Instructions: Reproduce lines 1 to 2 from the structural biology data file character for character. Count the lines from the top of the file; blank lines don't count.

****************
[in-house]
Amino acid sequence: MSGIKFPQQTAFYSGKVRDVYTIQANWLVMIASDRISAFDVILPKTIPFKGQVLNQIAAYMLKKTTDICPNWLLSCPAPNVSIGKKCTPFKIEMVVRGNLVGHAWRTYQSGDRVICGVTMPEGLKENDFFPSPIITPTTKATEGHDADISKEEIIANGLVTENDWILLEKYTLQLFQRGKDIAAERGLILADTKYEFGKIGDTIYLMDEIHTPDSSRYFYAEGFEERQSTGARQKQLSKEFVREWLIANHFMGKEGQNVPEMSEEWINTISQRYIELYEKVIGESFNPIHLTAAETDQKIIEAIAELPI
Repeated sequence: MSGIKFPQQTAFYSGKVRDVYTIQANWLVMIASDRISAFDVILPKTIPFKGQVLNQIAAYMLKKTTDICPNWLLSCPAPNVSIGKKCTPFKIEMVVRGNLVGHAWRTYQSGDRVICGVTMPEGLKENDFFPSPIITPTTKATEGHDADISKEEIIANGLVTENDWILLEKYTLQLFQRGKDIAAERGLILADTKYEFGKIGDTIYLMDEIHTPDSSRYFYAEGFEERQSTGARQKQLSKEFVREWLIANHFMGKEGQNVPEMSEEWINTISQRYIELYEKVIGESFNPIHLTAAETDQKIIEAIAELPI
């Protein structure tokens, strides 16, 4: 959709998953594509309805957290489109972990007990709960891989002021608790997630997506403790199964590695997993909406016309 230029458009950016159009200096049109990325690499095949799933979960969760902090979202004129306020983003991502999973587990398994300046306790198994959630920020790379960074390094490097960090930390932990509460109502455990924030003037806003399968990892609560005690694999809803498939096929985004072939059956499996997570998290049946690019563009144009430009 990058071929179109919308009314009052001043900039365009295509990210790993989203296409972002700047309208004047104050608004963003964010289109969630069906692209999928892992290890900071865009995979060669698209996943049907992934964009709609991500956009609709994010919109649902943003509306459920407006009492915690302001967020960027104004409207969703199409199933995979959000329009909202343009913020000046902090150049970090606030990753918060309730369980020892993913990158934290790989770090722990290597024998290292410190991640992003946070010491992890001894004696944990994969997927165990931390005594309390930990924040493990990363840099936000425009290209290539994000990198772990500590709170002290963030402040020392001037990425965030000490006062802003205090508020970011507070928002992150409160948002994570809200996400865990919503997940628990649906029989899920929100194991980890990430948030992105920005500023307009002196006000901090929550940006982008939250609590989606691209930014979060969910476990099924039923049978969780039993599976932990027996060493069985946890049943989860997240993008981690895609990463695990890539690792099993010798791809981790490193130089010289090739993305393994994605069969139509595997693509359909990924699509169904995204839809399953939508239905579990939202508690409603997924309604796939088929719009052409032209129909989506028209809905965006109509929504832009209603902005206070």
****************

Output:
[in-house]
Amino acid sequence: MSGIKFPQQTAFYSGKVRDVYTIQANWLVMIASDRISAFDVILPKTIPFKGQVLNQIAAYMLKKTTDICPNWLLSCPAPNVSIGKKCTPFKIEMVVRGNLVGHAWRTYQSGDRVICGVTMPEGLKENDFFPSPIITPTTKATEGHDADISKEEIIANGLVTENDWILLEKYTLQLFQRGKDIAAERGLILADTKYEFGKIGDTIYLMDEIHTPDSSRYFYAEGFEERQSTGARQKQLSKEFVREWLIANHFMGKEGQNVPEMSEEWINTISQRYIELYEKVIGESFNPIHLTAAETDQKIIEAIAELPI